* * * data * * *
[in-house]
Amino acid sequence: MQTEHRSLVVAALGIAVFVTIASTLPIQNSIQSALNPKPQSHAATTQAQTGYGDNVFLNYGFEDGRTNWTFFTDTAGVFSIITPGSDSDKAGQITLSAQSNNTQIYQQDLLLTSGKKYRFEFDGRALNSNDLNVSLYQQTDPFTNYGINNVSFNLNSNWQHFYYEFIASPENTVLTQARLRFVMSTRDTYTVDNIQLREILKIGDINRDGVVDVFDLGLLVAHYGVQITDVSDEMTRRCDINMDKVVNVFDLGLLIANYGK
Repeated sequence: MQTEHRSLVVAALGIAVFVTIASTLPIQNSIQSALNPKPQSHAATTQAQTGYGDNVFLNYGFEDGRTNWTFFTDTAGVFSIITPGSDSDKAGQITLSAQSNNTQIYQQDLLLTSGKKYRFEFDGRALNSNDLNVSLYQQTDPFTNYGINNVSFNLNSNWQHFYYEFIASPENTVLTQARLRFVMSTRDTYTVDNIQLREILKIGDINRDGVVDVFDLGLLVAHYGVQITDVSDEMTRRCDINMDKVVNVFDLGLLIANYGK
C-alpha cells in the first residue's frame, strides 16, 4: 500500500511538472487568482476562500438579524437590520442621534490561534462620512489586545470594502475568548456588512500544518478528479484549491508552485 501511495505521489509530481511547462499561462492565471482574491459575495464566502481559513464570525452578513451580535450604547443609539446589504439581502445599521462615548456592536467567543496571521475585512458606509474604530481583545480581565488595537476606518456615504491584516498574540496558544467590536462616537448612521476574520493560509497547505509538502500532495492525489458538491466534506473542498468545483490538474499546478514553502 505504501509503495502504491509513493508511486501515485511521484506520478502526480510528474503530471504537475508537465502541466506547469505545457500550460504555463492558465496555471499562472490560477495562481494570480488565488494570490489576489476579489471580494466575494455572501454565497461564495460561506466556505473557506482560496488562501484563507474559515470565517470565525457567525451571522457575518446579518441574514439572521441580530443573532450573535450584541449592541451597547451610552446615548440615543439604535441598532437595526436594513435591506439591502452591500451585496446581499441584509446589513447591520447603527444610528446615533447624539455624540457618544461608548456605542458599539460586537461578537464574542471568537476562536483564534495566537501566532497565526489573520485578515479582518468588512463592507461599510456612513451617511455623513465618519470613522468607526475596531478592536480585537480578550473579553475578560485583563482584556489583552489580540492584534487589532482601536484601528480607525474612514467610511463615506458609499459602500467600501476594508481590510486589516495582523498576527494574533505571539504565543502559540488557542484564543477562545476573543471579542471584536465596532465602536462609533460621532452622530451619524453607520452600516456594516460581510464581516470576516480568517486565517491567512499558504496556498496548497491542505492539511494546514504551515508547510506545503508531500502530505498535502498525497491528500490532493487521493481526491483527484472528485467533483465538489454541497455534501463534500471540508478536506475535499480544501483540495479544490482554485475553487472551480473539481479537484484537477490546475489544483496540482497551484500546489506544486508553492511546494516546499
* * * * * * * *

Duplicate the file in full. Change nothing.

[in-house]
Amino acid sequence: MQTEHRSLVVAALGIAVFVTIASTLPIQNSIQSALNPKPQSHAATTQAQTGYGDNVFLNYGFEDGRTNWTFFTDTAGVFSIITPGSDSDKAGQITLSAQSNNTQIYQQDLLLTSGKKYRFEFDGRALNSNDLNVSLYQQTDPFTNYGINNVSFNLNSNWQHFYYEFIASPENTVLTQARLRFVMSTRDTYTVDNIQLREILKIGDINRDGVVDVFDLGLLVAHYGVQITDVSDEMTRRCDINMDKVVNVFDLGLLIANYGK
Repeated sequence: MQTEHRSLVVAALGIAVFVTIASTLPIQNSIQSALNPKPQSHAATTQAQTGYGDNVFLNYGFEDGRTNWTFFTDTAGVFSIITPGSDSDKAGQITLSAQSNNTQIYQQDLLLTSGKKYRFEFDGRALNSNDLNVSLYQQTDPFTNYGINNVSFNLNSNWQHFYYEFIASPENTVLTQARLRFVMSTRDTYTVDNIQLREILKIGDINRDGVVDVFDLGLLVAHYGVQITDVSDEMTRRCDINMDKVVNVFDLGLLIANYGK
C-alpha cells in the first residue's frame, strides 16, 4: 500500500511538472487568482476562500438579524437590520442621534490561534462620512489586545470594502475568548456588512500544518478528479484549491508552485 501511495505521489509530481511547462499561462492565471482574491459575495464566502481559513464570525452578513451580535450604547443609539446589504439581502445599521462615548456592536467567543496571521475585512458606509474604530481583545480581565488595537476606518456615504491584516498574540496558544467590536462616537448612521476574520493560509497547505509538502500532495492525489458538491466534506473542498468545483490538474499546478514553502 505504501509503495502504491509513493508511486501515485511521484506520478502526480510528474503530471504537475508537465502541466506547469505545457500550460504555463492558465496555471499562472490560477495562481494570480488565488494570490489576489476579489471580494466575494455572501454565497461564495460561506466556505473557506482560496488562501484563507474559515470565517470565525457567525451571522457575518446579518441574514439572521441580530443573532450573535450584541449592541451597547451610552446615548440615543439604535441598532437595526436594513435591506439591502452591500451585496446581499441584509446589513447591520447603527444610528446615533447624539455624540457618544461608548456605542458599539460586537461578537464574542471568537476562536483564534495566537501566532497565526489573520485578515479582518468588512463592507461599510456612513451617511455623513465618519470613522468607526475596531478592536480585537480578550473579553475578560485583563482584556489583552489580540492584534487589532482601536484601528480607525474612514467610511463615506458609499459602500467600501476594508481590510486589516495582523498576527494574533505571539504565543502559540488557542484564543477562545476573543471579542471584536465596532465602536462609533460621532452622530451619524453607520452600516456594516460581510464581516470576516480568517486565517491567512499558504496556498496548497491542505492539511494546514504551515508547510506545503508531500502530505498535502498525497491528500490532493487521493481526491483527484472528485467533483465538489454541497455534501463534500471540508478536506475535499480544501483540495479544490482554485475553487472551480473539481479537484484537477490546475489544483496540482497551484500546489506544486508553492511546494516546499